City Paper is not for tourists
The elite members of the print art press in Washington, D.C., including Chris Shott in his “Censorial Memorial” piece (Show & Tell, 3/25), have reared their ugly collective head in an effort to slander Annette Polan’s curatorial direction of “Faces of the Fallen” by labeling some of her decisions as being a form of censorship.
Many within the artist community know that I have taken a very activist stand concerning what I believe to be a blatant act of real curatorial censorship with regard to actions taken last year by the Corcoran Gallery of Art and the Washington Project for the ArtsCorcoran against Options 2005 curator Philip Barlow (Show & Tell, 10/22/04). Barlow simply spoke his mind, voiced an unpopular opinion, and was fired with barely a breath of commentary from the D.C. print art press; now that same press wants to actively target Polan because she refused to allow her vision for “Faces of the Fallen” to be dictated by a bunch of disgruntled left-wing anti-war anti-Bush wannabe protester artists who suddenly seek redemption from their pro-war propaganda sins to pose as angry art critics of the very project in which they freely agreed to participate. No doubt they’re now pissed because their credibility as freethinking artists is being publicly called into question by powerful elements in the art world because they painted memorial portraits of dead American soldiers rather than spewing anti-American venom across their canvases.
With Philip Kennicott of the Washington Post recently climbing down from his ivory tower to personally condemn the “amateurish artists” of “Faces of the Fallen” as being state-engineered tools of manufactured consent, one has to wonder if our city’s major daily and major weekly newspapers are now taking their art-review marching orders from michaelmoore.com.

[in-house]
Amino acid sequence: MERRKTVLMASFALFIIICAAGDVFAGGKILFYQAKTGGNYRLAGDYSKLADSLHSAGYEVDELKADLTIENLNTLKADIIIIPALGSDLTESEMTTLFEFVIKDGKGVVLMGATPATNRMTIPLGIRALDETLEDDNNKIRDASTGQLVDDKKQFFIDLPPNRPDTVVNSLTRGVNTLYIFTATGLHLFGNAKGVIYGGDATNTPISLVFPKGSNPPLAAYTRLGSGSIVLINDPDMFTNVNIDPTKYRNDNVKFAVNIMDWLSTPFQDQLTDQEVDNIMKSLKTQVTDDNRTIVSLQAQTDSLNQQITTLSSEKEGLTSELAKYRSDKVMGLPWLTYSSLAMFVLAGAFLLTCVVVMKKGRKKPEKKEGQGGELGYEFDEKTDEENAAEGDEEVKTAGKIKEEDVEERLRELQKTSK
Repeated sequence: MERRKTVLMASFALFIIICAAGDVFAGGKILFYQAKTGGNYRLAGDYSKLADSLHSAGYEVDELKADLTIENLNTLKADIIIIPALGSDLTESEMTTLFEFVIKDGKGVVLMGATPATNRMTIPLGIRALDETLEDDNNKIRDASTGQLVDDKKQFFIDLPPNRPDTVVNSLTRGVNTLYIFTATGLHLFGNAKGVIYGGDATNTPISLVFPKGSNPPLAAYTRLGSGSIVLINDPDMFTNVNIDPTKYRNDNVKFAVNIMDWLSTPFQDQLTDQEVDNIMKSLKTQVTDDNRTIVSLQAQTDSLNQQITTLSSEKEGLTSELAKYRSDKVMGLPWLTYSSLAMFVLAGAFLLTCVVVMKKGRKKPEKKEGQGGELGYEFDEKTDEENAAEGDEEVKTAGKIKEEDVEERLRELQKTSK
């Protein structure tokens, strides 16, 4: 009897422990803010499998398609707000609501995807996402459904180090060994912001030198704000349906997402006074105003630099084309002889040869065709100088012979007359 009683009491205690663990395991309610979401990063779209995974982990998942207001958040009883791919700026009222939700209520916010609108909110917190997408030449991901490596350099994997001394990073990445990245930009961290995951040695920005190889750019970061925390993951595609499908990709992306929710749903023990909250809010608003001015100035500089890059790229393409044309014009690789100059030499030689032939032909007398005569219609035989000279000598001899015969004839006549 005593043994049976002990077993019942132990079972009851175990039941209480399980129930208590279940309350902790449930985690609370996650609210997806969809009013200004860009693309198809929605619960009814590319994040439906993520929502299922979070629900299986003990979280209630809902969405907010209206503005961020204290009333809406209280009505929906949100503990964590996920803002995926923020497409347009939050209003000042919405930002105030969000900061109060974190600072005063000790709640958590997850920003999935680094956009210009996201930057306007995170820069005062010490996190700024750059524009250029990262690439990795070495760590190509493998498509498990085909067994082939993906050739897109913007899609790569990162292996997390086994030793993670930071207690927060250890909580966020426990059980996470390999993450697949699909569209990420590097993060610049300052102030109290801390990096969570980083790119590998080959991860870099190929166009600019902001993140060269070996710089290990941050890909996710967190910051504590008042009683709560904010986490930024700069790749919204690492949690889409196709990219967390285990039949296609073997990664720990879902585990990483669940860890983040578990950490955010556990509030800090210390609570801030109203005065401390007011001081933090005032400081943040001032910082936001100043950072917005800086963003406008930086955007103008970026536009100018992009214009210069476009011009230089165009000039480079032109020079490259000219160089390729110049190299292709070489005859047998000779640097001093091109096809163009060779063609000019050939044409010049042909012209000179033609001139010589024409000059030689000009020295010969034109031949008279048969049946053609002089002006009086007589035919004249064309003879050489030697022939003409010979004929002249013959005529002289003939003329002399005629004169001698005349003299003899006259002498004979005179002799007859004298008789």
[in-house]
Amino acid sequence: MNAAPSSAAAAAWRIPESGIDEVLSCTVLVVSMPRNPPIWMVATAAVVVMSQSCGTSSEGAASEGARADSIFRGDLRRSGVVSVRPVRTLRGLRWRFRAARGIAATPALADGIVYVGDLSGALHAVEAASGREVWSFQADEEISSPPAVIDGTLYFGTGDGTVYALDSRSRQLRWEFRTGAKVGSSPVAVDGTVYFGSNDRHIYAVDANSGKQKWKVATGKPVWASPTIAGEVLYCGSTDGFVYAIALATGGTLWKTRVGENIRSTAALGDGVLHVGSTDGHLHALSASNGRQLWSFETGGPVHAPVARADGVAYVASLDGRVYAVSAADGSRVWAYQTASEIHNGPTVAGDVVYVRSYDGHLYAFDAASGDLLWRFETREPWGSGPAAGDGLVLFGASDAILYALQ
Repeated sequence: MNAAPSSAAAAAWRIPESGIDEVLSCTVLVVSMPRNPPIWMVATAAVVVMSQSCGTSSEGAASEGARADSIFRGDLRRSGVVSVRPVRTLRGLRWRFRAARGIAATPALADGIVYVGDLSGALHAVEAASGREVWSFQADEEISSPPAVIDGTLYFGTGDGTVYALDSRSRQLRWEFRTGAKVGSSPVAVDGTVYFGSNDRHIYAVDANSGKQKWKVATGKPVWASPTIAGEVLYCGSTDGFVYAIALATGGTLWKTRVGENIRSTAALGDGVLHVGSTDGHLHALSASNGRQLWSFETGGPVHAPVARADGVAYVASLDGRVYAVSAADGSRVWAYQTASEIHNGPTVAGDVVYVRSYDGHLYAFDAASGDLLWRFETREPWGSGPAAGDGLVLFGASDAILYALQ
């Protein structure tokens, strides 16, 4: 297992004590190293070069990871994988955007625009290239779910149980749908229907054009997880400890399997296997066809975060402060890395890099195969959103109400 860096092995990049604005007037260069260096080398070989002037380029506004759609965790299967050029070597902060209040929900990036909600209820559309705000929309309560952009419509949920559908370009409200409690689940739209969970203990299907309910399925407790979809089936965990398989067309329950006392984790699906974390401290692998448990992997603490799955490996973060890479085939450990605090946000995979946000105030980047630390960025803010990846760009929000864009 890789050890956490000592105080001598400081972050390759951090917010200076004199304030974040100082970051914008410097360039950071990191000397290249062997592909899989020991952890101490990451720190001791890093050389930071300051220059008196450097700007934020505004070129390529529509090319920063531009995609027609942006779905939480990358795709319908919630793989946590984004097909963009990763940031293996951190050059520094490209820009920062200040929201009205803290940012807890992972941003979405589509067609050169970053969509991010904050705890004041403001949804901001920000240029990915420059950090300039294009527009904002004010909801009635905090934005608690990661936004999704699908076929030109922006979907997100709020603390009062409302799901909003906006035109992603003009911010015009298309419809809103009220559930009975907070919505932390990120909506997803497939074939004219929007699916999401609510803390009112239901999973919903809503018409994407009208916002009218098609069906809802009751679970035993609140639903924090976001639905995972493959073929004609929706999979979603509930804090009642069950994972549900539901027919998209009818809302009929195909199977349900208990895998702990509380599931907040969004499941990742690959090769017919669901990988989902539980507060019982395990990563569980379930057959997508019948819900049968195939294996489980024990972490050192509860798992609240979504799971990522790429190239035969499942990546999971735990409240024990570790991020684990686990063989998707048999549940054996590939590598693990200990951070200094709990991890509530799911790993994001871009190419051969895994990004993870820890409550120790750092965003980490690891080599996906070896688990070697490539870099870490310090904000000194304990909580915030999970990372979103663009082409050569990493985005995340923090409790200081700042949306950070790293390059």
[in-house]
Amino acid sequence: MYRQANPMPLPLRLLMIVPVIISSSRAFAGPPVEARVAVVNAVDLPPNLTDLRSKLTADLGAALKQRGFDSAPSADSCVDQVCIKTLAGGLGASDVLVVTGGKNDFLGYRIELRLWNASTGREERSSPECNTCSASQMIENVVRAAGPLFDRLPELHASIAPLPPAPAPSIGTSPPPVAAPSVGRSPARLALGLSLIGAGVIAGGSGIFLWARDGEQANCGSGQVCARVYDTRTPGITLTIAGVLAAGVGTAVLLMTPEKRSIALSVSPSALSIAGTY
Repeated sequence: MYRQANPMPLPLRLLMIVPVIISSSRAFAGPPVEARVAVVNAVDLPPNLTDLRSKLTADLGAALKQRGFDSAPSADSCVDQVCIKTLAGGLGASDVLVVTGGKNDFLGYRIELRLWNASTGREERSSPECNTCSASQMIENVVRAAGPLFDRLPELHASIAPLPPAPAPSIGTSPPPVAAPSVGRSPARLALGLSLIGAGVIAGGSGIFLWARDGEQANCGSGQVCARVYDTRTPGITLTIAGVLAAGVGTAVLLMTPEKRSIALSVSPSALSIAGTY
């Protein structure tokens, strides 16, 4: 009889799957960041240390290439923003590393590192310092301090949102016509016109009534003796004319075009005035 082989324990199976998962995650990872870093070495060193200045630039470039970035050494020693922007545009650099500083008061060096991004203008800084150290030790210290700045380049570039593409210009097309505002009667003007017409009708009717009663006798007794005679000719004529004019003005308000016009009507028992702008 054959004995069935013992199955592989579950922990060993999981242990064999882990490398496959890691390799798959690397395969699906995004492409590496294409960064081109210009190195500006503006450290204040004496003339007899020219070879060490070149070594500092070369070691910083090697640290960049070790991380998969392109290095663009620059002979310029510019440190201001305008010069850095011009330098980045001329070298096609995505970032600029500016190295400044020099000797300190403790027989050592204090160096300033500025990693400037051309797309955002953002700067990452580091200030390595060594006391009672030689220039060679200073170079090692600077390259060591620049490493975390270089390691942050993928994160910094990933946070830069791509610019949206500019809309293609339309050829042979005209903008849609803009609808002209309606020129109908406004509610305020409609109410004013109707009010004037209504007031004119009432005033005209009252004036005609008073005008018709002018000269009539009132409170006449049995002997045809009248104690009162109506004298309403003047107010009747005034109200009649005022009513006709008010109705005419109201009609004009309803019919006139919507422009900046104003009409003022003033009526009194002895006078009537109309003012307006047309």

As an artist and curator, I don’t genuflect before any power that demands me to surrender my artistic vision to a political or politically correct point of view, especially the self-serving vacillating views of a morally confused artist like Carole Greenwood. I subscribe to a definition of freedom of artistic expression that can be read on the Web site of the National Campaign for Freedom of Expression, http://www.thefirstamendment.org/ncfe1.htm: “Freedom of artistic expression is the principle that an artist should be unrestrained by law or convention in the making of his or her art. Artistic freedom is vital to both the cultural and political health of our society. It is essential in a democracy that values and protects the rights of the individual to espouse his or her beliefs.”
My argument is very simple: I believe that curators should also enjoy the protection of the above definition of artistic freedom of expression and that this definition of artistic freedom for curators should be embraced by the visual-arts community.
It’s quite obvious to me at this point, however, that the powers that be within the artist community in Washington, D.C., do not believe that curators should enjoy the basic protections of a consistent definition of freedom of artistic expression—especially certain members of the art press.
I am convinced that a national dialogue needs to take place in the art world on this subject. If anything positive comes out of the recent episodes concerning Barlow and Polan, it will be a conversation that leads to an expansion and embrace by the art world of a consistent definition of freedom of artistic expression that applies equally to artists and curators. Is there anyone ensconced within the cloistered community of Washington, D.C., art elites brave enough to lead such a dialogue?
Artists and curators have given their lives for the cause of artistic freedom of expression around the world; so have American soldiers. There’s nothing wrong with honoring and memorializing all of these sacrifices.
Rules, policies, procedures, guidelines, laws, and especially politically correct expectations do not create great art; nor do they inspire great artists or great curators.
Freedom of artistic expression inspires. If artists want to claim it for themselves, they had better start fighting for it for all, including curators.